For example, U.S. Pat. No. 3,867,940 to Mesek et al suggests adhesively laminating to the film a flexible structural material having a higher modulus of elasticity than the film. A high modulus scrim or a polyethylene terephthalate film are specifically suggested as the flexible material for this purpose. However, in such arrangements, it is difficult to obtain a unitary laminate in which the separate layers remain strongly bonded to each other, particularly since a separate bonding agent is used to hold the individual parts together. In addition, complicated process steps are needed to obtain a good laminate. Because of the difficulty in obtaining delamination-resistant bonding, when an attempt is made to peel a strip of high-tack or strongly-adhering tape from the film, the low modulus film tends to stretch and delaminate from the high modulus reinforcement material wherever poor laminar bonding exists causing the film to rupture and/or causing portions of the film to adhere to the pressure-sensitive adhesive. Such situations make refastening impractical. These undesirable results are exacerbated when the reinforcing material has open areas as, for example, when scrim is used.
The present invention overcomes these and other disadvantages by applying to one side of the thin film a layer of compatible hot-melt adhesive, which when applied in hot-melted condition, increases the tear resistance and tensile load bearing ability of the film in the tape securement zones without affecting the ability of the film to securely accept the pressure-sensitive tape.
This above-described uniformly adhered layer of hot-melt adhesive serves to increase the Gurley stiffness of the film-adhesive composite in the selected areas to a stiffness value more closely approaching that of the pressure-sensitive tape itself. The increased stiffness offers a surface which, when the user presses the tape in place, remains firm and keeps the film from deforming in the laminar area. The undeformed surface permits good conformance of tape to the film, and provides a more secure joint between the tape and diaper surface than when a non-stiffened film is the tape-accepting surface, as in the prior art.
In addition, the increased tear resistance of these stiffened areas permits a higher-tack pressure-sensitive tape to be used while assuring that the tape may be peeled from the diaper surface without damaging the film or the pressure-sensitive coating of the tape itself. The improvement thus provides means for reliable refastening, when needed.
In the improved product, the peeling force does not elongate the film beyond its elastic limit during removal and the undeformed surface retains its smooth character which is suitable for reattachment when desired.
Suitable hot-melt adhesives for use in coating the film should have a lower modulus of elasticity than the film, and must have a Ring & Ball softening point lower than the heat distortion temperature of the film so that when applied to the film in hot-melted condition the adhesive will not distort or otherwise thermally degrade the film. The resultant unitary laminate has a structure which is stiffer than uncoated film areas and has a higher elastic limit or yield point then the film alone, and which, as noted above, provides more secure tape attachment. At the same time when the selected areas are subjected to peel stress from a high tack tape the increased tensile load bearing ability in the undercoated areas is such that the film will not delaminate or tear when the tape is pulled away. The film surface is thus left substantially undamaged to permit refastenability when needed.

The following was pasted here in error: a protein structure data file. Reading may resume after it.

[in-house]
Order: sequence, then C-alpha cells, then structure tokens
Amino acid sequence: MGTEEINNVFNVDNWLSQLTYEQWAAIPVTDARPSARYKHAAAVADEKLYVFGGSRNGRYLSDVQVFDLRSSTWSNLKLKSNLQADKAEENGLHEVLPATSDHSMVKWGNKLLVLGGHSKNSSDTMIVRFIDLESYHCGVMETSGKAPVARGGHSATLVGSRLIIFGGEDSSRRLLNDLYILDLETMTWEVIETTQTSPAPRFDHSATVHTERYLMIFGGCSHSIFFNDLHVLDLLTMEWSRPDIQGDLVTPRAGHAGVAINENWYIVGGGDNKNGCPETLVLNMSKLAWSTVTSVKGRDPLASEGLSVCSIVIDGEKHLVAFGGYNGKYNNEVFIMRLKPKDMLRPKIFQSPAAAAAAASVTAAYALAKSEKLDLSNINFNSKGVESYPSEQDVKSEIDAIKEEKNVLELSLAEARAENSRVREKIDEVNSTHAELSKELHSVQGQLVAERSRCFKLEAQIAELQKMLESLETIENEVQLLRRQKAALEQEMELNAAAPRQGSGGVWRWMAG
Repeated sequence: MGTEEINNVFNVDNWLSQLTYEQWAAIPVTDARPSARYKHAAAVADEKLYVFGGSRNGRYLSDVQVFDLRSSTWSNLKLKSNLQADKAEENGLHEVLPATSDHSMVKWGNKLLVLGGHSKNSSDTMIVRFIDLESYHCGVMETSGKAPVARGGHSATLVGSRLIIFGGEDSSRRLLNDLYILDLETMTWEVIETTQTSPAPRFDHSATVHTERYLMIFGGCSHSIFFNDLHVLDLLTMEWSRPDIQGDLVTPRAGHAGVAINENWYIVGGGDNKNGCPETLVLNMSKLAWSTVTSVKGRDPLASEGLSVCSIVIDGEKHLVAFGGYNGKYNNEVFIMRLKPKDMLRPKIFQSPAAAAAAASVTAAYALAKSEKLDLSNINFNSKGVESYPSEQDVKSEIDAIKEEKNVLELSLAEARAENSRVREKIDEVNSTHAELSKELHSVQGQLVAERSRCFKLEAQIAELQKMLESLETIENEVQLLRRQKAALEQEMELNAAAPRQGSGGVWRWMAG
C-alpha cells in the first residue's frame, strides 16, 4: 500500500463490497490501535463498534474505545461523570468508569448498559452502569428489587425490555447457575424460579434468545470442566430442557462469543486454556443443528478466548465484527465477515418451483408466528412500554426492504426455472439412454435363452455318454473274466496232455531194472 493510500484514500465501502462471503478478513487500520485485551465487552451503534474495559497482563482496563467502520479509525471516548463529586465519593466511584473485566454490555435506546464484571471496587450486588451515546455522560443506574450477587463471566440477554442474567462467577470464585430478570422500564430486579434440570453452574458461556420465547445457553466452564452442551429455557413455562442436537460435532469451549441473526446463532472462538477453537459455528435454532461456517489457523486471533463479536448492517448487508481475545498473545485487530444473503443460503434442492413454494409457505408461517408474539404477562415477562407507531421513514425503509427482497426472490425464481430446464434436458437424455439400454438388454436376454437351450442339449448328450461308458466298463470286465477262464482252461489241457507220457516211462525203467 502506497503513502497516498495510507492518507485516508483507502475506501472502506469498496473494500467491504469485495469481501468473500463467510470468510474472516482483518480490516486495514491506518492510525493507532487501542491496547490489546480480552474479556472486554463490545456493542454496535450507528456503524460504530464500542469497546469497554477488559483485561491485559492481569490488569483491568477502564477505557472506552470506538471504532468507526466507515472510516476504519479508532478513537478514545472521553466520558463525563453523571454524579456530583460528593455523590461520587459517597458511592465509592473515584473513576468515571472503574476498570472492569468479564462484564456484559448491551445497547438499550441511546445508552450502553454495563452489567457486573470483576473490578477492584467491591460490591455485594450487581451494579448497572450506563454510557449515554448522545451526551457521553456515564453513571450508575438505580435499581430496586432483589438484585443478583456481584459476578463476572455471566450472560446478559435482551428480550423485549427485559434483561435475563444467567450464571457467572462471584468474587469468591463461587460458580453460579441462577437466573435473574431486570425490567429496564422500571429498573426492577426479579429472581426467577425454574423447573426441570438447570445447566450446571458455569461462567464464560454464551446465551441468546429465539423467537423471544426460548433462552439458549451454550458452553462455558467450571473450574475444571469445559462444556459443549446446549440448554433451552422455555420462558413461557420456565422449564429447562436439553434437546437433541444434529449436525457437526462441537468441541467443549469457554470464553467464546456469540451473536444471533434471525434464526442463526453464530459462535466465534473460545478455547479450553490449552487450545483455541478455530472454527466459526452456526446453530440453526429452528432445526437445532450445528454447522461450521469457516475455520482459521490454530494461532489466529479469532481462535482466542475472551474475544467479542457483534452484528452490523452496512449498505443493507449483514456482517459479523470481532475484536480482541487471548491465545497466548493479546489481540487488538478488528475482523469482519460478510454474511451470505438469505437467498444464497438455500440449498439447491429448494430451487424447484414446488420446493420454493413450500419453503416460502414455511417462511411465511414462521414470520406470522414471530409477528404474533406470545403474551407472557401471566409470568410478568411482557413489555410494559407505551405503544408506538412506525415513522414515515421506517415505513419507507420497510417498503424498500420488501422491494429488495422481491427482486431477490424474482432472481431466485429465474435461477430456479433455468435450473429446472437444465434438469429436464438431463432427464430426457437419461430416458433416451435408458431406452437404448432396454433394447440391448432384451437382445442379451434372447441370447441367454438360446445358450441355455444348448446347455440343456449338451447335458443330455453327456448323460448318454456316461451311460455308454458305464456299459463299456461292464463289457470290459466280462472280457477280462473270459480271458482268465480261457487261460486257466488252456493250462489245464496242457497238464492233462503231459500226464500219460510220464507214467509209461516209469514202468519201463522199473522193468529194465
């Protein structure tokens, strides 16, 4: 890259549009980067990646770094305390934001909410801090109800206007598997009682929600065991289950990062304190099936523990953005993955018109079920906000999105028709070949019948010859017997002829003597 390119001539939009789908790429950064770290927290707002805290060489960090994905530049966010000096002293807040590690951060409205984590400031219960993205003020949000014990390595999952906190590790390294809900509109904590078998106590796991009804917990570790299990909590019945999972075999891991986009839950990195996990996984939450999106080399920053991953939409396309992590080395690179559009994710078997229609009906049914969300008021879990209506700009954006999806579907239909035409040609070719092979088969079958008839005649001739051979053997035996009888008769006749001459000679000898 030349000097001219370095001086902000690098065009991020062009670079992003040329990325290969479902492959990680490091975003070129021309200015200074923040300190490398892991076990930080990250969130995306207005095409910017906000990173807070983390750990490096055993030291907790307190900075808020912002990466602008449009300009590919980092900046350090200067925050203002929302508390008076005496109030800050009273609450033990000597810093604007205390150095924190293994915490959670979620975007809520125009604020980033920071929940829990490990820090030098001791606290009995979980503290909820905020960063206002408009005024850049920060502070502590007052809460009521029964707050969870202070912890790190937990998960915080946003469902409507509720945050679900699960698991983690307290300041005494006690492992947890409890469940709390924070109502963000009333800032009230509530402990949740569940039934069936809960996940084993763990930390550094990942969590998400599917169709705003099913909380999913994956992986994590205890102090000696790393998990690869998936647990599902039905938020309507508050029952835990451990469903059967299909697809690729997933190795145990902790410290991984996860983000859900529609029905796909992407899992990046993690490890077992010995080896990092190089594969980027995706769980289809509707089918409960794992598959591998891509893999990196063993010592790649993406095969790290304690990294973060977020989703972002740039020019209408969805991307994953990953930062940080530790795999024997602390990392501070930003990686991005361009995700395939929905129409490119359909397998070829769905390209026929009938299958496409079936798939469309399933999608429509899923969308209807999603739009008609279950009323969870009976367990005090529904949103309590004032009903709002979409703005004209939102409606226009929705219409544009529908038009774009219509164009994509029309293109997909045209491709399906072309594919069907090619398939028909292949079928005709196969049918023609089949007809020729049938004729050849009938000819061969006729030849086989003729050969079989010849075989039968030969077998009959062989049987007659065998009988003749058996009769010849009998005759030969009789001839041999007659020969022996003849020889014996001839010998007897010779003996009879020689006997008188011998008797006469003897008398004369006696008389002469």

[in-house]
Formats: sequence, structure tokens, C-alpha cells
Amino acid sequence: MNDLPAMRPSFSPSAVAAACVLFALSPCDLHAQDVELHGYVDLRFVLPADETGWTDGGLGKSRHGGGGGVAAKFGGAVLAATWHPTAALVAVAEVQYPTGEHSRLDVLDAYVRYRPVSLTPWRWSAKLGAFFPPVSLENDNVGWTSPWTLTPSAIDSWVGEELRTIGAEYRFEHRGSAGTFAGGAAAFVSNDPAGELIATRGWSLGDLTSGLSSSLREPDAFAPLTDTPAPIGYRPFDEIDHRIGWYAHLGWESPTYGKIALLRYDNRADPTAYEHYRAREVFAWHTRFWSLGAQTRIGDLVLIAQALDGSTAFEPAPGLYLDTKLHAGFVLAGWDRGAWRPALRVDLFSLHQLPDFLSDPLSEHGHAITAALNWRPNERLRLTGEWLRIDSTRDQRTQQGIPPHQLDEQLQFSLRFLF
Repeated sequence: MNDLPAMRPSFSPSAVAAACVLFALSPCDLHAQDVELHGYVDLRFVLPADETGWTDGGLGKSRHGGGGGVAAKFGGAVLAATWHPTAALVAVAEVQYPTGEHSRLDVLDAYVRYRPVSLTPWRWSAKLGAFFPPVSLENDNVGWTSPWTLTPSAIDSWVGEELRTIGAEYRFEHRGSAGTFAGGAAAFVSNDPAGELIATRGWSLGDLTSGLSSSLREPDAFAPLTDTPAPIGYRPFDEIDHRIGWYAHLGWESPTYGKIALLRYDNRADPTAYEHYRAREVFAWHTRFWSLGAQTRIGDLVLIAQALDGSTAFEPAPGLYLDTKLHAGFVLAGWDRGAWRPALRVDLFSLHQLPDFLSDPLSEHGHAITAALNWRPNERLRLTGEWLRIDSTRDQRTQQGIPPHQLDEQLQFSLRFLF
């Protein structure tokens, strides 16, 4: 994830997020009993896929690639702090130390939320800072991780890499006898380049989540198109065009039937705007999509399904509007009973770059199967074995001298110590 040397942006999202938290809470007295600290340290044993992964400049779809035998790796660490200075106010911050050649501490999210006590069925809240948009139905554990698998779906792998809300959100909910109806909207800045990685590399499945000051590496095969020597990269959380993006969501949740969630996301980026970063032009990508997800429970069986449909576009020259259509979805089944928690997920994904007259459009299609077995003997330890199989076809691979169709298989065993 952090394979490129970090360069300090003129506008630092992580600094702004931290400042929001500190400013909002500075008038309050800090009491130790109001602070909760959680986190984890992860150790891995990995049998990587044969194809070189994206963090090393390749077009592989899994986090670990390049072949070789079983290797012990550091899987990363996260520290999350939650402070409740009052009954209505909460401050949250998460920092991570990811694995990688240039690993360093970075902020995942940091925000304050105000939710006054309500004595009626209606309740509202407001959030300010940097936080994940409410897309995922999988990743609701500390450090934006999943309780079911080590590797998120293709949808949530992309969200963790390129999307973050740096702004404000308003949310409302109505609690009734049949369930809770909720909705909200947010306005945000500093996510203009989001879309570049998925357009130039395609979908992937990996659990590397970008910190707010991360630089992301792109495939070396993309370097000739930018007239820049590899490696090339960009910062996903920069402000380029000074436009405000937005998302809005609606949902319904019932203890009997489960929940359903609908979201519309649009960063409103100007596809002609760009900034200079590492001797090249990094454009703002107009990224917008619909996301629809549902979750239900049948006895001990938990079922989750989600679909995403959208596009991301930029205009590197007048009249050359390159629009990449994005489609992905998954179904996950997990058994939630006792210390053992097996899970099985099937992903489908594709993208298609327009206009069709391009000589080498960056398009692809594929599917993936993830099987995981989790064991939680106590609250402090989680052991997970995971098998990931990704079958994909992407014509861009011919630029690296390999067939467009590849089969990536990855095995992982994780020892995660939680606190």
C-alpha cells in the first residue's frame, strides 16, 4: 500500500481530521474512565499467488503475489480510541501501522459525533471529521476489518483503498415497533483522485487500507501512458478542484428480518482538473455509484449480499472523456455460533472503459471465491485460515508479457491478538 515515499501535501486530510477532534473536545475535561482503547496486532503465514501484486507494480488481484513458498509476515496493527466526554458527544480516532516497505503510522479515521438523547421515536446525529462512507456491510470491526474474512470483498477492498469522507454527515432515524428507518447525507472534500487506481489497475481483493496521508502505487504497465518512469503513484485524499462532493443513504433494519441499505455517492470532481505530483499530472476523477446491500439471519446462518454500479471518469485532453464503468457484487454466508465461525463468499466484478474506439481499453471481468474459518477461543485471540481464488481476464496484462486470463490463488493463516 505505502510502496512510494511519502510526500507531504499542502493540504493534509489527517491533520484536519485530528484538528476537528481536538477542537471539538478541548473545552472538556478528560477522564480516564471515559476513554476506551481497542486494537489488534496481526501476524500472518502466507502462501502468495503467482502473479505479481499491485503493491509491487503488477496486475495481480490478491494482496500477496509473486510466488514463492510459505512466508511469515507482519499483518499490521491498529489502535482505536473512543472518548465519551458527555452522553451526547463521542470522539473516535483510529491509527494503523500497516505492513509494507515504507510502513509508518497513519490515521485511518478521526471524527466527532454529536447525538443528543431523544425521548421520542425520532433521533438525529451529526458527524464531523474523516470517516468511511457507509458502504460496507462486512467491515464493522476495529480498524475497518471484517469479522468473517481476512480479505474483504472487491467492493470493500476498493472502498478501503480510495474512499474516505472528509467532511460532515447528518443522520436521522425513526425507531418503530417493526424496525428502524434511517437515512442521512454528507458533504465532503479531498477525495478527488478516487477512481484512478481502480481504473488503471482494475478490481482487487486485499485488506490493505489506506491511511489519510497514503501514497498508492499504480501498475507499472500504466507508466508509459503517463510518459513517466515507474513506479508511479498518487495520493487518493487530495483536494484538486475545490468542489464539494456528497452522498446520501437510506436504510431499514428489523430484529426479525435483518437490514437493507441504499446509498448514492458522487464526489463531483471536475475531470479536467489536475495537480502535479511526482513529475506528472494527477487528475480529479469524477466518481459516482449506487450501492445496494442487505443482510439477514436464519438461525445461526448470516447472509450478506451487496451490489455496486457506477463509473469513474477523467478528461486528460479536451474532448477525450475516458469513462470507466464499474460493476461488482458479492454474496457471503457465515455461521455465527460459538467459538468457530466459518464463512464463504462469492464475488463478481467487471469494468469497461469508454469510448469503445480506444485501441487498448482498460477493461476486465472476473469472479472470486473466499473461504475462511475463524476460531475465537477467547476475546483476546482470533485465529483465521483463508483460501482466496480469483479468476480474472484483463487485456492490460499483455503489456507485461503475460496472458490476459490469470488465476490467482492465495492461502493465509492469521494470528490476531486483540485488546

This invention is directed to a pressure-sensitive tape closure system for disposable diapers with a thin film backing sheet and in which the film, in the zones where the ends of the tape are secured during use, is modified to increase the Gurley stiffness, elastic limit, tear resistance, and overall tensile load bearing ability of the film in the selected zones. The modification comprises the use of a uniformly adhered layer of hot-melt adhesive with certain specified properties in the selected securement zones. The hot-melt adhesive layer is designed to be of a thickness sufficient to increase the combined tear resistance, elastic limit, stiffness and tensile load-bearing ability of the adhesive and film composite to a degree sufficient to permit an adhered tape to be peeled away without damaging the surface. A suitable hot-melt adhesive is characterized by a number of measurable properties. In the preferred embodiment these properties of the hot-melt adhesive include: (1) a Ring & Ball softening point lower than the heat distortion temperature of the film, in order not to thermally degrade or distort the film surface during application; (2) a lower modulus of elasticity than the film, permitting the composite to flex but not delaminate when peel stress is applied; (3) high Dumbell tensile strength; (4) low elongation; (5) good adhesion to polyolefin film; and (6) good extrudability. The first two properties are the most important, and are considered essential in all embodiments.